Private Education in India

  • Saarthak Sharma
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  • Saarthak Sharma

    Research Associate at Centre for WTO Studies, India

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In the yearly period of 2018-19, around 33 Crore students were enrolled in schools and 3.7 Crore students were enrolled in Higher educational Institutes in India. Of the 15.2 Lakh schools in India, 3.3 Lakh are Private Unaided schools. Further, of the 993 universities in India, 385 universities are private, excluding some institutes of national importance (MHRD, 2018-19) (Department Of Statistics, 2018-19).The primary conclusion that we discover from the data facts mentioned above is that private education in India has a significant share in the country’s educational sector. Further, a part of the workforce of the country, thus comes from private institutions. The education system in India enrols the second largest number of students in the world after china, being proportional to its population. Indian higher education institutions are, however, significantly smaller on average than colleges in China. In India, the growth in private education system has been driven by two trends, First is the shift toward private provision, over 10,000 degree-granting private institutions were established in the last decade. While private growth had exploded in the 11th FYP (Five Year Plan), it is very evident from the increase in the number of private institutions that this growth has been consistent with the 12th FYP as well.( (Daugherty, Miller, Dossani, & Clifford, 2013) While (Daugherty, Miller, Dossani, & Clifford, 2013) offers insights into how the private education system has established its name into the country’s education scenario (Béteille, 2005) explains how this growth has been chaotic, unplanned, characterized by inadequate facilities, outmoded teaching methods and lack of quality faculty. Reports from the National Assessment and Accreditation Council (NAAC) suggests that most institutes are of poor quality. This report is not valid just for private institutes, but for several public institutions as well. Going forward, we shall analyse what is wrong with the system, who loses, who wins and what can be done about this problem.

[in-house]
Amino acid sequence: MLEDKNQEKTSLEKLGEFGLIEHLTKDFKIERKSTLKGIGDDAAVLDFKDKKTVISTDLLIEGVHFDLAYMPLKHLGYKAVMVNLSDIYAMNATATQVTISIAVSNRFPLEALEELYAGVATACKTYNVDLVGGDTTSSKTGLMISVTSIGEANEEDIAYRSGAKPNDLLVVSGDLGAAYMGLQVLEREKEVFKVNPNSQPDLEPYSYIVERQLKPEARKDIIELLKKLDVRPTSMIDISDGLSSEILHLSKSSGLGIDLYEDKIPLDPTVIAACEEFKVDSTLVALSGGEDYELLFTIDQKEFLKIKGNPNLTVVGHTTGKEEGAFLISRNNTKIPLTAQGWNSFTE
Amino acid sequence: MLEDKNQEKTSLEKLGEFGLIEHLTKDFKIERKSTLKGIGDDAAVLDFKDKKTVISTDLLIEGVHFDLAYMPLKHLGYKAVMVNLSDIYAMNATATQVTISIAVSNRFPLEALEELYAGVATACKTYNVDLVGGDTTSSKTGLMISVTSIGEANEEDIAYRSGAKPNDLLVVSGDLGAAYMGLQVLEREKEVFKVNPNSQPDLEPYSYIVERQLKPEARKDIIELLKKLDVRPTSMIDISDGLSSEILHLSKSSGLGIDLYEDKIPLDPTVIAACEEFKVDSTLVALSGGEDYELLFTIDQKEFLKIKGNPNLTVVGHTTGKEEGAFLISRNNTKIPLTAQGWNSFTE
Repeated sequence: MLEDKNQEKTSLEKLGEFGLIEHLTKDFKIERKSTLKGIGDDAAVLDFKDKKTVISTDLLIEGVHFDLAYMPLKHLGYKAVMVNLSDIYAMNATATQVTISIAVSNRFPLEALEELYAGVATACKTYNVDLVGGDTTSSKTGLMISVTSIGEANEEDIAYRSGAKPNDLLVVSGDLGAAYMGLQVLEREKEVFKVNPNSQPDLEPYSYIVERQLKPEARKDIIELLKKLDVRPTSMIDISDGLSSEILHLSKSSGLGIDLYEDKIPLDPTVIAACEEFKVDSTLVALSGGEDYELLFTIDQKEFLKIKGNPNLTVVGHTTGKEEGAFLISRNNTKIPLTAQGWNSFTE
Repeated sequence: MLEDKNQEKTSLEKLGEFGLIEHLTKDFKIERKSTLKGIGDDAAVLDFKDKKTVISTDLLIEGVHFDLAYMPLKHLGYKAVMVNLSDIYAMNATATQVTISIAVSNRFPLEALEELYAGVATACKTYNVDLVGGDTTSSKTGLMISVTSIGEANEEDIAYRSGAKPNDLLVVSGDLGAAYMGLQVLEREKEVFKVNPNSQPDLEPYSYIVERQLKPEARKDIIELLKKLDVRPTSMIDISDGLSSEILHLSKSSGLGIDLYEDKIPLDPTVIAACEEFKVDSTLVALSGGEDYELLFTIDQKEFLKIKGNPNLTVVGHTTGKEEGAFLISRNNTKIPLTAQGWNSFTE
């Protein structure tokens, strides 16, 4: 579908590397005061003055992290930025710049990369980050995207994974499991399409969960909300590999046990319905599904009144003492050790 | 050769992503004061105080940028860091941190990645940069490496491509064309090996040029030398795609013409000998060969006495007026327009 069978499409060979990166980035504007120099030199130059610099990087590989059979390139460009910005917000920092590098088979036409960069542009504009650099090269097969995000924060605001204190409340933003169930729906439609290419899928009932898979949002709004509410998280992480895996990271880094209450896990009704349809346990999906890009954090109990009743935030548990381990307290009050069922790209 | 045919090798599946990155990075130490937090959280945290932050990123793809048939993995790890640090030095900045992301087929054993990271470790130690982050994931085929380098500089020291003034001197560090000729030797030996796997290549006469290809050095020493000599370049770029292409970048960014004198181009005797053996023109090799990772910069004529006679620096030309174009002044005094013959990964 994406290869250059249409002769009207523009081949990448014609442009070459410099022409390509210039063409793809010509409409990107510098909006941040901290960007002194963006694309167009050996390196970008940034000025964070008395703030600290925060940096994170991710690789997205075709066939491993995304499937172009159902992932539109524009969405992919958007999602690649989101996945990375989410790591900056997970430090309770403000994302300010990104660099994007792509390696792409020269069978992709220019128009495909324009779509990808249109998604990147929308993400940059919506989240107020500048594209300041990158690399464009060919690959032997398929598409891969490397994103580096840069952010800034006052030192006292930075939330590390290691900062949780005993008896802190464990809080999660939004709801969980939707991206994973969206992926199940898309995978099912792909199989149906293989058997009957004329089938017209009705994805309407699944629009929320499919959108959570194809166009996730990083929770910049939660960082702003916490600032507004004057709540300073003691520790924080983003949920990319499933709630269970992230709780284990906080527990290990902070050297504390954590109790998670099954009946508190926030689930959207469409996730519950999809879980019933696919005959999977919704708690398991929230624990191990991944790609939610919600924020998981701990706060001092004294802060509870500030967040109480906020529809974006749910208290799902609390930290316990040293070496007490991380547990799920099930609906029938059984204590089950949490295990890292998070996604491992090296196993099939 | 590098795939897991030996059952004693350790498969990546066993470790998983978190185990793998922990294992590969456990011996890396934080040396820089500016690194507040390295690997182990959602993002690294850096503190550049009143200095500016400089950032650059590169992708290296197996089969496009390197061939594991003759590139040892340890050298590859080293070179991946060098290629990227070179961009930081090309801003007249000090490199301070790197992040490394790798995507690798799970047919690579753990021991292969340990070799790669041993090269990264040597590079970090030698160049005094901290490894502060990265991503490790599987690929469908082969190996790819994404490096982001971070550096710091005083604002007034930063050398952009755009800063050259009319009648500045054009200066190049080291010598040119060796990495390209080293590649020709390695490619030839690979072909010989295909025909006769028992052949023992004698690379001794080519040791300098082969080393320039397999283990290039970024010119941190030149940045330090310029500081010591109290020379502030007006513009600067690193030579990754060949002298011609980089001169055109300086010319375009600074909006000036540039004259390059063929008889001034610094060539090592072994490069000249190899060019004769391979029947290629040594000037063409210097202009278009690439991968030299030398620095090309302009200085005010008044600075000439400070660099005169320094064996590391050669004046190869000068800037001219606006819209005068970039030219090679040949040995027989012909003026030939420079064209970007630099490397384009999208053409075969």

Research Paper


International Journal of Law Management and Humanities, Volume 4, Issue 6, Page 897 - 909


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